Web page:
Investors clamored for bonds backed by U.S. commercial aircraft leases this week in the first such offering in almost a year.
Castlelake LP, an investment firm whose businesses include buying and leasing out commercial planes, sold $595 million of bonds backed by aircraft on Wednesday, reaching money managers that are hopeful the pandemic-battered industry is nearing a recovery, and are hungrier for yield. More aircraft lease deals could be coming in part because airlines have raised so much money, giving them resources to make lease payments.
The biggest portion of the Castlelake deal priced with a yield of 3.5%, a high level relative to other asset-backed securities for sale now. For example, a separate bond, with a slightly lower rating and a 3.4 year average life and backed by subprime car loans, yielded just 1.16% this week.
The yield on the Castlelake transaction was high enough to draw ten times as many orders as there were bonds for sale, according to Jason Callan, head of structured assets at Columbia Threadneedle Investments.
“The assets backing these bonds are super volatile, but there is a lack of yield in the current environment,” Callan said.
Proceeds from the Castlelake asset-backed securities are being used to buy 27 aircraft and their related leases to airlines, according to Kroll Bond Rating Agency, which is one of the firms rating the debt. Investors get paid as airlines make their lease payments, which is still a risk for investors as the companies struggle to recover. The asset-backeds were designed to offer more protections against further downturns in the travel industry than typical aircraft bonds.
For example, if lease collections fall below a certain level, investors in the least-risky securities start to get paid back sooner, according Kroll and Moody’s Investors Service. Nearly a quarter of the leases are to Delta Air Lines Inc., and more than 15% are to state-owned Qatar Airways, which are relatively strong airlines. The leases are longer term, which also reduces risk, according to Moody’s.
The COVID-19 pandemic has roiled air travel and depressed demand for flights, putting the airline industry through the wringer in 2020 and into this year with heavy losses. Vaccines will likely help lift demand for air travel again, but putting inoculations into arms is proving to be logistically difficult in many parts of the world. It’s not clear how long it will take for air traffic to return to prior levels.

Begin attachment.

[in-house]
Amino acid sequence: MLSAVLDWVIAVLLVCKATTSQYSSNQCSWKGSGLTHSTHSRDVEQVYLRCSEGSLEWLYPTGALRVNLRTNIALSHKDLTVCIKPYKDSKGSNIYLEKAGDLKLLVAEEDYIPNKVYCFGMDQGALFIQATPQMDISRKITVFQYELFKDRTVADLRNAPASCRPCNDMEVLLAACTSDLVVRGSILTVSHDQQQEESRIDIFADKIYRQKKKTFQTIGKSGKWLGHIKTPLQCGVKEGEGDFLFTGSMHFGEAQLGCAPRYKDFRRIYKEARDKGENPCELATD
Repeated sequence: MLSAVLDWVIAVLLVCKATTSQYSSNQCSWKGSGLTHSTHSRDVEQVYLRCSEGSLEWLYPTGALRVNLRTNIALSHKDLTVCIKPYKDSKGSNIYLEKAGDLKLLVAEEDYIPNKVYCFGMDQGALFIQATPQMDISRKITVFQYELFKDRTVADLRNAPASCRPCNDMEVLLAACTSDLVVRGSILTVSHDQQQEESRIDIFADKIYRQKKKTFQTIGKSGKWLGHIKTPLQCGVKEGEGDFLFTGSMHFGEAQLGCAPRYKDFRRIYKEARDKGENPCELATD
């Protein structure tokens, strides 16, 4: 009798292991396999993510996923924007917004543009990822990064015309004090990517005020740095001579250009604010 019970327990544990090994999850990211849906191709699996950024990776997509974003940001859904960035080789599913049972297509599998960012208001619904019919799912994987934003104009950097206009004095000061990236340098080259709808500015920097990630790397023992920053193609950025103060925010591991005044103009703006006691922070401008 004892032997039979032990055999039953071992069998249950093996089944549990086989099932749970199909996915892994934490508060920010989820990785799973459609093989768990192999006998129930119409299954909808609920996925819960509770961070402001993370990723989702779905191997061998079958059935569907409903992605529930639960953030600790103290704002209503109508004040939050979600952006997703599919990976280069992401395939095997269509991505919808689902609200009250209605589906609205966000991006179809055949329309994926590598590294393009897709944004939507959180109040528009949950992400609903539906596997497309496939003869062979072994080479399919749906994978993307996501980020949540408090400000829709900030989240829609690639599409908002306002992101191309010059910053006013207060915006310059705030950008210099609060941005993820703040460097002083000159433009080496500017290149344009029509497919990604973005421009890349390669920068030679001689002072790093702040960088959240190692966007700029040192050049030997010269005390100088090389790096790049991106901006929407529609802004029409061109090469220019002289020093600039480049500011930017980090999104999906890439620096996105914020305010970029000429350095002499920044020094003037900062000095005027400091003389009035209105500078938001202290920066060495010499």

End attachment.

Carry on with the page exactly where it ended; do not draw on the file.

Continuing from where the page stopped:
Concerns about the strength of the travel industry depressed sales of airline lease asset-backeds in the U.S. after years of steady growth. The last commercial lease aircraft ABS was sold in February 2020, by Willis Lease and Sculptor Capital. There was an offering backed by business jet leases in October, as well. Aircraft ABS issuance was about $2.6 billion in 2020, after 2019’s $9.7 billion, according to data compiled by Bloomberg.
But with the Federal Reserve having lowered interest rates to support the economy during the pandemic, investors are clamoring for yield. Money managers are looking at more esoteric assets than they may otherwise. And airlines themselves have been able to borrow more to pay their leases, said Keith Allman, head of non-flow ABS at Mitsubishi UFJ Financial Group, which helped lead the Castlelake offering.
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“The vaccine news seemed to put a goalpost in investors’ minds, and they realized they could start tracking the distribution of the vaccine and compare it to the liquidity positions of these airlines,” Allman said. “It was clear some airlines could extend liquidity for 24 months or more at sustained levels.”
Aircraft ABS prices got pummeled in the secondary market last March as lockdowns kept people at home, with the biggest portions of deals, typically rated A, falling to about 70 cents on the dollar from 100 cents, according to data from MUFG.
Prices began to stabilize in June and some senior portions of deals returned nearly to par by December. The spigot is likely now open for sales to continue their upward trajectory in 2021.
“You’ll see higher-grade lessors who have the ability to show how they managed through the pandemic return to the market this year,” Allman said. “Multiple issuers are expected out of the gate.”
Goldman Sachs Group Inc., Credit Suisse Group AG, Deutsche Bank AG and MUFG led the transaction.
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